Monday, December 01, 2008

If you love them let them go

I was thinking that my most recent listen from was going to be a bit of a bore - the history of search.  Actually its quite riveting stuff.  Its easy to forget that the Internet revolution came from almost nowhere to almost everywhere in just a few short years.  One of the most interesting and captivating things to my mind is that so much of it was so concentrated in its creation in Silicon valley and more specifically the channels that lead there from Stanford University.

One of the most interesting insights that the search engine pioneers realised was that success comes to those who can send people where they want to go.  Now search is such an essential part of life this does not seem like rocket science.  Actually though it is counter intuitive.  Yahoo and Aol were obsessed at the same time as google was starting to get traction with keeping people in the portal - stickiness was the buzz word.  The search service that was offered by these portals was not seen as a source of strategic advantage but more than this it was seen as as a bit of nuisance.  The better your search the more people would leave your environment to go somewhere else where other people could make money out their presence.  This was of course before the ad words business model had been invented.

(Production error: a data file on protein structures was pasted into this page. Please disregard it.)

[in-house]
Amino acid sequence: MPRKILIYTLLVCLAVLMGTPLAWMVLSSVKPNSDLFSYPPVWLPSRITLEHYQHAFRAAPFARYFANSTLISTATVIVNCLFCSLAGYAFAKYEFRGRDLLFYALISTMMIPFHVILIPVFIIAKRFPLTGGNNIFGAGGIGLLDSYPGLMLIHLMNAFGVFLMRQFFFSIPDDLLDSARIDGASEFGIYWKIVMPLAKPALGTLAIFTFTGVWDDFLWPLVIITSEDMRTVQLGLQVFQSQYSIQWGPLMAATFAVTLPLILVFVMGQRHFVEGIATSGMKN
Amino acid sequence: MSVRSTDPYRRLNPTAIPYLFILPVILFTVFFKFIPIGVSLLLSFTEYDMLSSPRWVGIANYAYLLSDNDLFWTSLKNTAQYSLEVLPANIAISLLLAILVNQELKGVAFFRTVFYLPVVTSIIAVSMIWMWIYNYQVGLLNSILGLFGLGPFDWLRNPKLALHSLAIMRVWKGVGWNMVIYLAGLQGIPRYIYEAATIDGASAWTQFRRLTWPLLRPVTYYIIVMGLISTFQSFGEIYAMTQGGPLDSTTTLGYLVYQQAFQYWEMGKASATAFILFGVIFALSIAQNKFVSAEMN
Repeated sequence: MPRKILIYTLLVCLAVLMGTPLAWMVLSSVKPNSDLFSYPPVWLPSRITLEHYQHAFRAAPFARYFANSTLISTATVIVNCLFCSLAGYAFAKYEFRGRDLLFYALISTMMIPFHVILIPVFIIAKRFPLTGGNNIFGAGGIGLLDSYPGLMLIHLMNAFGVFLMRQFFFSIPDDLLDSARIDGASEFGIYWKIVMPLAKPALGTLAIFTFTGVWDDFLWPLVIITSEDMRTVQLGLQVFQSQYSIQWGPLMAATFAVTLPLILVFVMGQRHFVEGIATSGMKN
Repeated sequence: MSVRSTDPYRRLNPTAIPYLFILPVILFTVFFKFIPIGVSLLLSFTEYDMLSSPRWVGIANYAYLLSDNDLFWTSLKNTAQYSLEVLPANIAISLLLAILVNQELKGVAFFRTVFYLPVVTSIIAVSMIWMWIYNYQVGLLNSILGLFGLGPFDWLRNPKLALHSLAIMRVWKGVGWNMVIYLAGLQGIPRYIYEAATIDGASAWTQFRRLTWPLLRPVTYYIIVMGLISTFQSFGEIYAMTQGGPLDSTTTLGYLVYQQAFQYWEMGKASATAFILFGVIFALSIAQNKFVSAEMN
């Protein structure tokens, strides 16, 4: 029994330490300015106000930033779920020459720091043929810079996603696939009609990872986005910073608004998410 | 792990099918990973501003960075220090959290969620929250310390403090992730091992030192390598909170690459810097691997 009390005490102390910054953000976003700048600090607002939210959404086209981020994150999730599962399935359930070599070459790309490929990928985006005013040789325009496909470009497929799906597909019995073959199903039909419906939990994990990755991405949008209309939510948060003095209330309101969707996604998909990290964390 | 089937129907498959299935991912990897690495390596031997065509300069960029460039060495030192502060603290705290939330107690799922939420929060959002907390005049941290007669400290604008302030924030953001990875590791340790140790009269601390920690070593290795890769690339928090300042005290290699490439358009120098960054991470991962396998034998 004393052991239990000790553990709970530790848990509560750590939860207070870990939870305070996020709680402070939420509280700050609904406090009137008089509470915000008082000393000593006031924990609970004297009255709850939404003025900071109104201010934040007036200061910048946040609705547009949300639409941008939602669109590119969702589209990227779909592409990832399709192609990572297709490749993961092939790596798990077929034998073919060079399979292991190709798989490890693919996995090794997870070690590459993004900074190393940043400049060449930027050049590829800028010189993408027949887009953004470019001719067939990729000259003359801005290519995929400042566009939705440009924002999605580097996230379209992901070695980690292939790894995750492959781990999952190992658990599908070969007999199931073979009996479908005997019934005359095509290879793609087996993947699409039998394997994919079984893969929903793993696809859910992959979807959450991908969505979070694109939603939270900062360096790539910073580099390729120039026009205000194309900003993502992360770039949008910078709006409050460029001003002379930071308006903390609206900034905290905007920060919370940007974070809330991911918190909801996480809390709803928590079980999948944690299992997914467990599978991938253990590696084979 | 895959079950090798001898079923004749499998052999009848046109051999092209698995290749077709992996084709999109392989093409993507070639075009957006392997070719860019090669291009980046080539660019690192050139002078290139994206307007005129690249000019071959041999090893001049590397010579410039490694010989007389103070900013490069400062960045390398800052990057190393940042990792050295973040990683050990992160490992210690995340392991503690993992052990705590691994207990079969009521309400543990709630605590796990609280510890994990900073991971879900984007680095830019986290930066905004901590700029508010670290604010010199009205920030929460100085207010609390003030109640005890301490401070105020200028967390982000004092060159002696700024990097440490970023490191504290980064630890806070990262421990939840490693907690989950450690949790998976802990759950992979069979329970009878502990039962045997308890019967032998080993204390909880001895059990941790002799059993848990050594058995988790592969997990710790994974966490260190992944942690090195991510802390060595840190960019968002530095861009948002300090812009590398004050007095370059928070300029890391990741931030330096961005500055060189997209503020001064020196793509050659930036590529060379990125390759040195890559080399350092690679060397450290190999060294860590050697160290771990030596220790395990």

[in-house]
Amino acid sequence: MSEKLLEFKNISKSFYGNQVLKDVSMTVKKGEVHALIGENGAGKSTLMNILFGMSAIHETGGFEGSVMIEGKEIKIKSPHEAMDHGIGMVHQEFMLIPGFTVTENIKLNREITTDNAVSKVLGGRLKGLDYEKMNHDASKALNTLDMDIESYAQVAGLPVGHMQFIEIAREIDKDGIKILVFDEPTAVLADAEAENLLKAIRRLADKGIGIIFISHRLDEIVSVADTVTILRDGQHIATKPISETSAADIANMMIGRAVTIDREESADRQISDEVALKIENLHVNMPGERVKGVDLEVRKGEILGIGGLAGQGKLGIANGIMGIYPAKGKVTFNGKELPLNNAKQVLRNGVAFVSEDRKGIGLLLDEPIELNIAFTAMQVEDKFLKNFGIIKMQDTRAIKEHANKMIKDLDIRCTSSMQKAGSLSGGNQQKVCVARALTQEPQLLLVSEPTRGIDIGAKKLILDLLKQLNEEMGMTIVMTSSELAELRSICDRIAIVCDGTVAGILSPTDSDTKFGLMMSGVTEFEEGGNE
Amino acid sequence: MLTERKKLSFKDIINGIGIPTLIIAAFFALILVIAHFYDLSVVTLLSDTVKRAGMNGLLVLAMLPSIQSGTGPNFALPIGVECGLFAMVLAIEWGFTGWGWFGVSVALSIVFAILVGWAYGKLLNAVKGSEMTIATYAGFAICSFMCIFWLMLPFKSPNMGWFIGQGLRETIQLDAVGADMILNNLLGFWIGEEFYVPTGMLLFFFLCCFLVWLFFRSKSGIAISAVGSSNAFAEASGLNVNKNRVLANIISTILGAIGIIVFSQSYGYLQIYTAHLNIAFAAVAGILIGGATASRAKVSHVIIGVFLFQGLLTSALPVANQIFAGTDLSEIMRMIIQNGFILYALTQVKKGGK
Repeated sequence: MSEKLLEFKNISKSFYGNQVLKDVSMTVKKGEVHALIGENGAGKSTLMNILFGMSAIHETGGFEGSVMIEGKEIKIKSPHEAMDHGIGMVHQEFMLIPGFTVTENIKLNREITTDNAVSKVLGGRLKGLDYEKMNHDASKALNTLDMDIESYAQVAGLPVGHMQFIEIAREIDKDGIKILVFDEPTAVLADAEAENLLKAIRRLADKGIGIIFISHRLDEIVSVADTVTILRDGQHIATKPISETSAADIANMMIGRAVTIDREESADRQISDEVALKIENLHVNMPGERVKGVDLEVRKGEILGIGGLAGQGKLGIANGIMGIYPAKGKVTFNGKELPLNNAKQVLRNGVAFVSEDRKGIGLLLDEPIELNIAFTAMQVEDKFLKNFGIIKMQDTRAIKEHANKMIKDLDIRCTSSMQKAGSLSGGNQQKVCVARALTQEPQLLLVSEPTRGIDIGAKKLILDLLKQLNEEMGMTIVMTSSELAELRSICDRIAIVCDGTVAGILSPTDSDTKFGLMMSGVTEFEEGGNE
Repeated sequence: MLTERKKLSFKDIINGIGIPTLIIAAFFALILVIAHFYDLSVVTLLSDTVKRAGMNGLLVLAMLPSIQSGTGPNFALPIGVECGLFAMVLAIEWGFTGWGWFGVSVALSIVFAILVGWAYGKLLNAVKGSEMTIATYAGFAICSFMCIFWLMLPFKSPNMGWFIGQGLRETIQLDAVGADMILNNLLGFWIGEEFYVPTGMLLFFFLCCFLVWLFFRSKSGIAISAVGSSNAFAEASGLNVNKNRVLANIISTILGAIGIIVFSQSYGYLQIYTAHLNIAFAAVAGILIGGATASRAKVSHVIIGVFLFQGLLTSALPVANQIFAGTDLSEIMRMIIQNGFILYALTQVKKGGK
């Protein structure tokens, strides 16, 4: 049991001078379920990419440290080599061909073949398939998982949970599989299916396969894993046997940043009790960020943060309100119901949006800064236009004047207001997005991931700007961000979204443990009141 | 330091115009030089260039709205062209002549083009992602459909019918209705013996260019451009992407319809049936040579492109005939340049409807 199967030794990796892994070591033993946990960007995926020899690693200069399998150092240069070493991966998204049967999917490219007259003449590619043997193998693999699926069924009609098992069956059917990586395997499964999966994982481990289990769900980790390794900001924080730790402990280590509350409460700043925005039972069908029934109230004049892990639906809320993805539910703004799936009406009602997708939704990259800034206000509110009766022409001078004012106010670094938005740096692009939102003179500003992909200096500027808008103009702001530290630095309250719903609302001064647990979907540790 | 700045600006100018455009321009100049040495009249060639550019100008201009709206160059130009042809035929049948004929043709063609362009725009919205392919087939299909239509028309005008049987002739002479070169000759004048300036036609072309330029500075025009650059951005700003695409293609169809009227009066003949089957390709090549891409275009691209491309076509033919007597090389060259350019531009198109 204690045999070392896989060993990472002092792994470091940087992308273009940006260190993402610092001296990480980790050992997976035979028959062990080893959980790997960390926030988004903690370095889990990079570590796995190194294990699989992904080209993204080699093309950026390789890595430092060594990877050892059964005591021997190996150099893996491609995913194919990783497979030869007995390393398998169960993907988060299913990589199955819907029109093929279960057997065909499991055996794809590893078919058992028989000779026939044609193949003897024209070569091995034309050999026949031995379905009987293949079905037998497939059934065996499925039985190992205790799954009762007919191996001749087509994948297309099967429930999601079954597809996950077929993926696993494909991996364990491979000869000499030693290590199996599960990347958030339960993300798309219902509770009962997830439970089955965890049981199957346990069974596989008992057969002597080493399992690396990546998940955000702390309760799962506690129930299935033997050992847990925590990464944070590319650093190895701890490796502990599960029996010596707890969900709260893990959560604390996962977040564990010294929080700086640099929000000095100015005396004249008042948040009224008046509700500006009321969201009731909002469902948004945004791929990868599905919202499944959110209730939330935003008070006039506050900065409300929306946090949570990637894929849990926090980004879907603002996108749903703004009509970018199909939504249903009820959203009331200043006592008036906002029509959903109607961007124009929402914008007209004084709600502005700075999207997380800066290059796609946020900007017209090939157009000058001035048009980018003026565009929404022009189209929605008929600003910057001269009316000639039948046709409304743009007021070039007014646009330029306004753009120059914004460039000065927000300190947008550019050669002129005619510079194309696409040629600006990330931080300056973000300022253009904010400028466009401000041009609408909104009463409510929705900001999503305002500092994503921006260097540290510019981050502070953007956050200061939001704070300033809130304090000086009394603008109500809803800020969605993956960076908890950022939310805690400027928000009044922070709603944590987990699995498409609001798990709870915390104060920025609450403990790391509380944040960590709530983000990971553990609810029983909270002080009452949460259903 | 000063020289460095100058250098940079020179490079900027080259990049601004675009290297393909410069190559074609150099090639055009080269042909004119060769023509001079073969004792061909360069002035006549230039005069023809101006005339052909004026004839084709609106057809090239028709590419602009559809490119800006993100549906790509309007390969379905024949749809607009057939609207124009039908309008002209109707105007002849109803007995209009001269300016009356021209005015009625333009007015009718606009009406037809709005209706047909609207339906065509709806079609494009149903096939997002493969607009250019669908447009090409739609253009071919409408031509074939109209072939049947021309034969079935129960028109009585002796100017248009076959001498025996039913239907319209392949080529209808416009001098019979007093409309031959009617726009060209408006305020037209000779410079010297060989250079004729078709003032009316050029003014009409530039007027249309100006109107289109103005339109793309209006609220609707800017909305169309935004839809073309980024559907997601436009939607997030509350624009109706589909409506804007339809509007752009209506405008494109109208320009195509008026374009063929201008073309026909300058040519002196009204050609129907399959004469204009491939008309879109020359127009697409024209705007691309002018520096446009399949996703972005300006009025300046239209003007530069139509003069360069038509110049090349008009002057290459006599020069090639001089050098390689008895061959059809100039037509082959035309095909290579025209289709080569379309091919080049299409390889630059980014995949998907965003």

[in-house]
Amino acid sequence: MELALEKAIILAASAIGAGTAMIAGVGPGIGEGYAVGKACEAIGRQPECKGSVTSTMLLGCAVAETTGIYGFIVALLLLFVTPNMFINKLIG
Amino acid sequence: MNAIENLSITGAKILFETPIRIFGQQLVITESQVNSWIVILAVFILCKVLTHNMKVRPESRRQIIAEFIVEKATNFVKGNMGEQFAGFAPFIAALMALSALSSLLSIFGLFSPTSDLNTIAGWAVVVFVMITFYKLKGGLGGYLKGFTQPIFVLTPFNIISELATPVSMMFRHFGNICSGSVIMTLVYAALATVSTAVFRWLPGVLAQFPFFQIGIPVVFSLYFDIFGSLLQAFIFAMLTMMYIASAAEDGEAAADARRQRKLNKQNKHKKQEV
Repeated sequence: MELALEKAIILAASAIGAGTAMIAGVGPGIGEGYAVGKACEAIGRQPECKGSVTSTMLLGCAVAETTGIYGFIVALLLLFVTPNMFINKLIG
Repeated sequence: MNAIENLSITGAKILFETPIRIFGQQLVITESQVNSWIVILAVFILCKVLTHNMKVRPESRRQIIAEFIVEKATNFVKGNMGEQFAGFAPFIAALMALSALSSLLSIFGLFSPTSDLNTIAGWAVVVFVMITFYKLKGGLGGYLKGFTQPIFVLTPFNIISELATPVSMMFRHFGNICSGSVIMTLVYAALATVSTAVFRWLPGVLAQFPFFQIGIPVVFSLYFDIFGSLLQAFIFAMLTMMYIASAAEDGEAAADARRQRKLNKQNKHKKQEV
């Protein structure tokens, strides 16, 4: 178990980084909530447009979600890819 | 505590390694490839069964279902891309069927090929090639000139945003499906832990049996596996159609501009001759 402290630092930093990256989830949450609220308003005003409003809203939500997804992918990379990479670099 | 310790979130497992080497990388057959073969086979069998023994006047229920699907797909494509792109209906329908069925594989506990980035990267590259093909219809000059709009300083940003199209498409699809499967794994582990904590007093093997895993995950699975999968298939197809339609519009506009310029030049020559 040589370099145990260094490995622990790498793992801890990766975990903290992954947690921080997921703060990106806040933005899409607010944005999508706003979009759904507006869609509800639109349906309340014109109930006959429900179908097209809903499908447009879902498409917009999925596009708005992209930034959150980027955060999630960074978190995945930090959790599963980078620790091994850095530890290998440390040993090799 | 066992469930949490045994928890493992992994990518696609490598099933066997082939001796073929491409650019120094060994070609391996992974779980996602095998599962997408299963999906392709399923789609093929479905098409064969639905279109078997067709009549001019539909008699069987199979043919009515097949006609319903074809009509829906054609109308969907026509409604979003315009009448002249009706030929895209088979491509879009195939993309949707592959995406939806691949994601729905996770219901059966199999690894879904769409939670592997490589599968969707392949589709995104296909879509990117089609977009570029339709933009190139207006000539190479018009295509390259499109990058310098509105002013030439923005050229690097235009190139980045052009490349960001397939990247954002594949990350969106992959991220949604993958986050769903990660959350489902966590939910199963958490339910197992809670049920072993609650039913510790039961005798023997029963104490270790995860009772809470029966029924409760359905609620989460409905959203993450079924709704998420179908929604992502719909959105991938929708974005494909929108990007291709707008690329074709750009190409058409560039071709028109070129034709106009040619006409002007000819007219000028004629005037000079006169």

Until then nobody saw the strategic advantage of navigation, they just wanted you to go to  their pitch and never leave if possible.  This seems like ancient history now that search is all conquering.  Having said this there is an argument to say that beyond silicon valley very few other people have caught on.  I you think of your average brand websites they could be likened to suburban houses on the cul-de-sacs of the Internet.  Dead ends that might be a little bit pleasant but ultimately represent the narrowing of opportunity and the end of a journey.  I can imagine a meeting where some digital brand manager suggested that their brand could become a route to anything good online in the field that they opperate in.  I can also imagine the case being shot down by the argument that the big Portals used just a few years ago while search was changing the world.

Like so many things it seems like the exact opposite of the way we do things in marketing might be needed.  Brand destinations are actually launch pads.  The consumer journey should run straight through them to a whole other world of opportunity.  Pull this off and the right to be the gateway to the sector awaits.  The old adage could be true... if you love them let them go!


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